The idea was to make "something big." For me, most things are "big."
I decided to make something useful that I could put in my room and use as a night stand and small bookcase.



Like most things, I realized I would barely be able to manipulate the stock and eventually not really able to carry the pieces if they were to span the whole profile of the table. I decided then to break it up into manageable pieces that I could more easily carry and assemble. I used the natural 'seams' of the geometry to pick where the piece would be split and overlap into dry joints that would be held together by threaded rods which would then be fastened at the ends with corresponding washers and nuts.




The pieces were held together at three major joints, with a single rod except for the first joint from left to right. Since the left side of the piece was cantilevered, then this first joint would allow the piece to bend unless it was tightened to create enough friction. In order to ensure that the first joint would not bend, I designed it as a two-pin joint. Since books or other things placed on the right portion of the table would create a downward vector, the thought was the last two joints could be single-pin since bending would be minimal.
As soon as I finished the design and nested the pieces in the available stock, I realized that my "something big" was too big. So I decided to make only half of it, but in order to get a more clear idea about what the final piece would look like, I chose to make half the piece of furniture, longitudinally.



So now production starts...

The cutting was done on MIT's CBA Shop Bot with a 1/4 inch bit. The material used for the entire project was 7/16" OSB (oriented strand board). This material is generally used for construction wall sheathing, floor underlayment and roof cover. Since the 'strands' are oriented in opposite directions in the surface and core layers, OSB has almost comparable bending force to that of plywood and therefore, can be used for structural and non-structural applications. Since it is an engineered wood product, it uses smaller diameter trees and thus is less expensive and more environmentally friendly than plywood and other wood products. For a quick guide about OSB click here.

Images of the Shop Bot cutting the first sheet:
The line drawing exported from Rhino is taken into a tool path creation program where all the parameters for the cutting are set. Unlike a laser cutter, CNC milling tool path programs are able to set paths outside the drawn lines so that no kerf-related offsets are necessary in the original files.

The first sheet is finished...

Cutting the second sheet...

Although the process is pretty simple, and the machine does most of the work once it is programmed with the code for the job, it is very important to keep an eye on what it is doing. As the mill cut through the width of the board, some of the remaining stock lifted up as a result of the natural warping of such a large yet thin material. If this wasn't taken care of, when the mill came back around to continue cutting the long pieces, it would meet the material at an angle and cause undesirable results, possibly including a broken mill. So, to keep the material down, I had to stop the Shop Bot and bolt down the material as it rose up, making sure to not put screws in places where the Shop Bot was due to pass.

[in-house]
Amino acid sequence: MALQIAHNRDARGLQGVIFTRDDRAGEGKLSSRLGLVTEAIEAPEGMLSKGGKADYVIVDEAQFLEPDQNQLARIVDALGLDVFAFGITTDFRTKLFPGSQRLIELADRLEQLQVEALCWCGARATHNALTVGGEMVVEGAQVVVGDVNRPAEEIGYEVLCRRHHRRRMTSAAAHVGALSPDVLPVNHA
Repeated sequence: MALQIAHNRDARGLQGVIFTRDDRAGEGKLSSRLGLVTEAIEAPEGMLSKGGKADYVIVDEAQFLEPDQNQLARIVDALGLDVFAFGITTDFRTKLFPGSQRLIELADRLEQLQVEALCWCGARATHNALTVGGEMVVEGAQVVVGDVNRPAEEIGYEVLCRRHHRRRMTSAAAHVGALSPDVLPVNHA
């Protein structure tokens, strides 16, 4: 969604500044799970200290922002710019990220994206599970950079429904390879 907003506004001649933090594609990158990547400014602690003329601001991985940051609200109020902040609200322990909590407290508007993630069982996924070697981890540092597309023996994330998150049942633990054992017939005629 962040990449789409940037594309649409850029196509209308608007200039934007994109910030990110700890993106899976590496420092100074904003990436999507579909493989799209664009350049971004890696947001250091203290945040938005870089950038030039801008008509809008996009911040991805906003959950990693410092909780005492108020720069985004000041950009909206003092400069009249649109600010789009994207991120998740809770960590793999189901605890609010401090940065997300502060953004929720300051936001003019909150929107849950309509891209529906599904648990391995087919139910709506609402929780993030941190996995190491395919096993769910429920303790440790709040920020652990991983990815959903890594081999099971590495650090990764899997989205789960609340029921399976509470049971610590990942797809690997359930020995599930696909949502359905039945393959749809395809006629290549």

Now that all the pieces were cut to a manageable size, I started the assembly process with the idea to put together the table without the use of glue. My only hardware were four 1/4 in threaded rods cut at 18" (to take into account that the piece will be finished later,) and matching nuts and washers.



Despite the thought that bending would be minimal, the single-pin joints did allow for significant bending, especially when the cantilever was engaged. In hindsight, I would have probably designed the whole piece with double-pin joints. This is not to say that the piece is not functional, but rather that the cantilever acts more like a lever that I had expected.

The finished first phase, with the 18" pins sticking out for the second phase of the cut and assembly.

The finished first phase with books on both shelves a the right and with the uncut aluminum covers (these will be cut once the final phase is completed)




It would probably be very useful to create a scaled prototype of the piece in order to best test the areas of highest moment.

Whenever deciding to create only part of a piece of furniture, the built piece should be selected in a cross-sectional way that would allow for all possible conditions to be tested before the piece is completed.

OSB is very strong laterally and in compression, but not so much in bending (see bandage on last piece of the higher shelf)

Just because pieces are cut to a manageable size, it does not mean they are not collectively heavier than you might be able to handle.

Account for bit size and other machine tolerances from design conception, that way you won't have to make changes on the fly right before cutting.


H O W T O M A K E ( A L M O S T ) A N Y T H I N G

M A R I A A N ( T O N I ) A B O T E R O